In the early ’80’s I started going to Seattle on Saturday nights to go dancing at a ballroom dance hall in Ballard.  That was where I met Juri (pronounced Yuri) Eenmaa: a dancer, a physicist and a do-it-yourself genius.  He was eleven and a half years younger than I, but he didn’t look it.  His had been a hard life.

Juri was born in Estonia in 1940 during the early part of World War ll, which was a devastation for that country.  When the Germans first invaded Estonia, they were welcomed because they helped drive out the Russians, who were far more brutal.  The war ended when Juri was four. When he was five, the Russians re-invaded.  His father had been the equivalent of a supreme court judge, so the whole family would have been killed or imprisoned.  Their family of four (Juri had an older sister) left all they had and escaped into Germany.  While in Germany, they lived in what had been a concentration camp where each family had a ten foot square space cordoned off with sheets.  They lived there for four years.  When Juri was nine an American charity sponsored them to move to Los Angeles.  

At first he was euphorically happy and excited, only to be disillusioned when they got there.  His father, who could not be a judge or even a lawyer in America, worked as a janitor, the only job he could get, not knowing the language.  Juri was bullied at school for the same reason: not knowing English.  However he excelled at math which has no language, “So I showed them!” he said.  I asked why his family hadn’t learned English during their four year interment.  He gave me a scathing look.  He said “We didn’t expect to come to America!  We expected to go back to Estonia!”

Not only did Juri learn English in record time, he got his doctorate in physics earlier than his age group.  When I met him, he was a nuclear physicist at the University of Washington and was in charge of the Cyclotron Project: the acquiring and installing of a cyclotron for cancer treatment at the University.  He could also play the violin.  AND he was an excellent dancer.  He knew how to ballroom dance; he knew Estonian folk dances that were so close to Scandinavian folk dances that he picked them up instantly.  He started coming to Poulsbo for our Monday folkdance nights.  We also continued to go ballroom dancing in Ballard every Saturday night.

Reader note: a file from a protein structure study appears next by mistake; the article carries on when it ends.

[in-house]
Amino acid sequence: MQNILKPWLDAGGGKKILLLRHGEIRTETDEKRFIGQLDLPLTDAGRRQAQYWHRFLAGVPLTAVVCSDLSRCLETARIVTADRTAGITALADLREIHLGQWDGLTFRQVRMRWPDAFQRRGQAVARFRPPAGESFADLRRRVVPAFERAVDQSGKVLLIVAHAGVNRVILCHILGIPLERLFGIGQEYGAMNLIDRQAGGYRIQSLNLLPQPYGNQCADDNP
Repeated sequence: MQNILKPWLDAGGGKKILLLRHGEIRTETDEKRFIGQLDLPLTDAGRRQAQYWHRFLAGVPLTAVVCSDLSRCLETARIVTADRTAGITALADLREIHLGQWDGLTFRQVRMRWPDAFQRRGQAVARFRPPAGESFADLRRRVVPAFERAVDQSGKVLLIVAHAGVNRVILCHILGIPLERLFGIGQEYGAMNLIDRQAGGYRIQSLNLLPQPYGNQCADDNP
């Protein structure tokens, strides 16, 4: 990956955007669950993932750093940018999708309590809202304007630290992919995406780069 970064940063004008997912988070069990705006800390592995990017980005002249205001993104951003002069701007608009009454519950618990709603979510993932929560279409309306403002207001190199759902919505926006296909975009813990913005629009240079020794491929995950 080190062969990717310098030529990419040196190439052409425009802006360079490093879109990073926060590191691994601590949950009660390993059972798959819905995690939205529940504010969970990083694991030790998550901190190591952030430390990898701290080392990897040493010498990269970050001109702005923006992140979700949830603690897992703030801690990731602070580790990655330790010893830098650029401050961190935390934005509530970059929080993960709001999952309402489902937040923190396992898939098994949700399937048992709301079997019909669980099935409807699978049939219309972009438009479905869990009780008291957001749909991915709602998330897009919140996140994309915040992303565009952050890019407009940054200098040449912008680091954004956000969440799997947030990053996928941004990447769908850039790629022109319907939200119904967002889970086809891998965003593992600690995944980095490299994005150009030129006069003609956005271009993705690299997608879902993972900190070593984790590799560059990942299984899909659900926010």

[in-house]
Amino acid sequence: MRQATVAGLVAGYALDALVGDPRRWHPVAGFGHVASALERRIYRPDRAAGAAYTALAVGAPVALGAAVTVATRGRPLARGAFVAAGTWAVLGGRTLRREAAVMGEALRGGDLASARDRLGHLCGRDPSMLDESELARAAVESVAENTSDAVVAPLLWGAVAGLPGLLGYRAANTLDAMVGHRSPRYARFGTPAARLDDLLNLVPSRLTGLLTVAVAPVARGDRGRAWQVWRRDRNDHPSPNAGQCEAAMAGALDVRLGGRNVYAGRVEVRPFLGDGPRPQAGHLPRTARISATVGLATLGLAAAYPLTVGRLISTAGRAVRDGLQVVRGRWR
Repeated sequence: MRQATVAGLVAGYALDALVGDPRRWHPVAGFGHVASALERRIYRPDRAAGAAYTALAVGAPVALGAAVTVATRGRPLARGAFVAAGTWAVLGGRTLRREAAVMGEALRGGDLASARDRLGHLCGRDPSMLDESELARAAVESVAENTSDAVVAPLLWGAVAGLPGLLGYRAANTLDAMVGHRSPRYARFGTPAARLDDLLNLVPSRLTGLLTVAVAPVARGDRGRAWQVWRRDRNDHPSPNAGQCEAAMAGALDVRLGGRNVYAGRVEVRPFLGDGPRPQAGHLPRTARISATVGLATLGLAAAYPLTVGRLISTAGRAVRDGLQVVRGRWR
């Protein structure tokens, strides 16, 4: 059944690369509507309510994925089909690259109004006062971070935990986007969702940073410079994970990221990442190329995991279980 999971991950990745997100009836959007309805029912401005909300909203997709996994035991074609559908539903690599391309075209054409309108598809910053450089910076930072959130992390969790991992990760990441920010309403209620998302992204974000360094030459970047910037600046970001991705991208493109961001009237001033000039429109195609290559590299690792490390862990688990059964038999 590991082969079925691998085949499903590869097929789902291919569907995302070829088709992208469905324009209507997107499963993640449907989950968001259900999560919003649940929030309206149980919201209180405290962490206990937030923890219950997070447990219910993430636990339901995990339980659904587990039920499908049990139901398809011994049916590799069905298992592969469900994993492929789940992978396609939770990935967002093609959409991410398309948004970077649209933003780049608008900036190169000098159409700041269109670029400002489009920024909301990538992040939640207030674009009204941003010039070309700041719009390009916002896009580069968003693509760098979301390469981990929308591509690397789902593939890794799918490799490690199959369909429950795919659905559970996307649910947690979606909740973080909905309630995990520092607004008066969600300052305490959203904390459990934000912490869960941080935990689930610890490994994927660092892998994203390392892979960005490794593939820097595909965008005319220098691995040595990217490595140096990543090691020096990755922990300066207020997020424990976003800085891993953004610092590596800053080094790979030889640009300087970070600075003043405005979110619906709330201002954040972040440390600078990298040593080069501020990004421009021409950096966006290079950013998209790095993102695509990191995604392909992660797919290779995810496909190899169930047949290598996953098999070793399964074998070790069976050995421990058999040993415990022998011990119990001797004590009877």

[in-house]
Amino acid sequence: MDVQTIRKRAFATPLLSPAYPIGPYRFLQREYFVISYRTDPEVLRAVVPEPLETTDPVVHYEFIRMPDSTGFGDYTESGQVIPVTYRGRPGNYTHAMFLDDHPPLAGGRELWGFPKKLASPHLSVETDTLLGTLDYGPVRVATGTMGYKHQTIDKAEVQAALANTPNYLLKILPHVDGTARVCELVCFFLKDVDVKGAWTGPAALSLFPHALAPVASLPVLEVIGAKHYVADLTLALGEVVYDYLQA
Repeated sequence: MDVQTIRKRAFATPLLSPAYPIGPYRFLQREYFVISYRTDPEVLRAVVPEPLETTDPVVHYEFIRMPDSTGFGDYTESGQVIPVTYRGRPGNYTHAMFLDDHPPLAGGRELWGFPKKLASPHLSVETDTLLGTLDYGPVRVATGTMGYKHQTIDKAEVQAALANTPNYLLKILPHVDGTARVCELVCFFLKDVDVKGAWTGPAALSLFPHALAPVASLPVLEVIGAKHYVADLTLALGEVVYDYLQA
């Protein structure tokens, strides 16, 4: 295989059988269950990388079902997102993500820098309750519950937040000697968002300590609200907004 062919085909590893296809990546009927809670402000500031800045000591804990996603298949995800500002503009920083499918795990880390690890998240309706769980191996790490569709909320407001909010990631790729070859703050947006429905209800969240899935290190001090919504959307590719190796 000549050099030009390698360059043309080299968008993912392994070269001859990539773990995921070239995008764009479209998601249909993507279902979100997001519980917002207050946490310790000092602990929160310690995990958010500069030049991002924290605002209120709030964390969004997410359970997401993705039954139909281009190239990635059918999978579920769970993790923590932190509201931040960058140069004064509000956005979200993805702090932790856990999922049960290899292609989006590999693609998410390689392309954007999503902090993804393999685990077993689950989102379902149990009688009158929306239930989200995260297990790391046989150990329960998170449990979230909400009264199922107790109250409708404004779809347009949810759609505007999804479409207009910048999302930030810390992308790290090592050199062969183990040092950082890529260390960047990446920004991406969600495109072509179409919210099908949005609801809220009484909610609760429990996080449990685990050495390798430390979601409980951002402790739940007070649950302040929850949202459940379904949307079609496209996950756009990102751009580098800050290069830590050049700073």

Juri and I became lovers.  We were together every weekend and on his vacations, for seven years.  I ultimately walked away because there was no hope in our ever becoming married or permanently together which was what I wanted.  Juri wanted to get married too, but not to me.  He wanted to marry a younger woman (hopefully Estonian) and have children, but he could not bring himself to end our relationship in order to do that.  So it was left to me.  I couldn’t bear to do it either, but I finally bit the bullet.  Later he did get married to a woman (American) who already had four young children, but he never had any of his own.

During our years together we had some amazing times.  I will relate a few of them that stand out in my memory.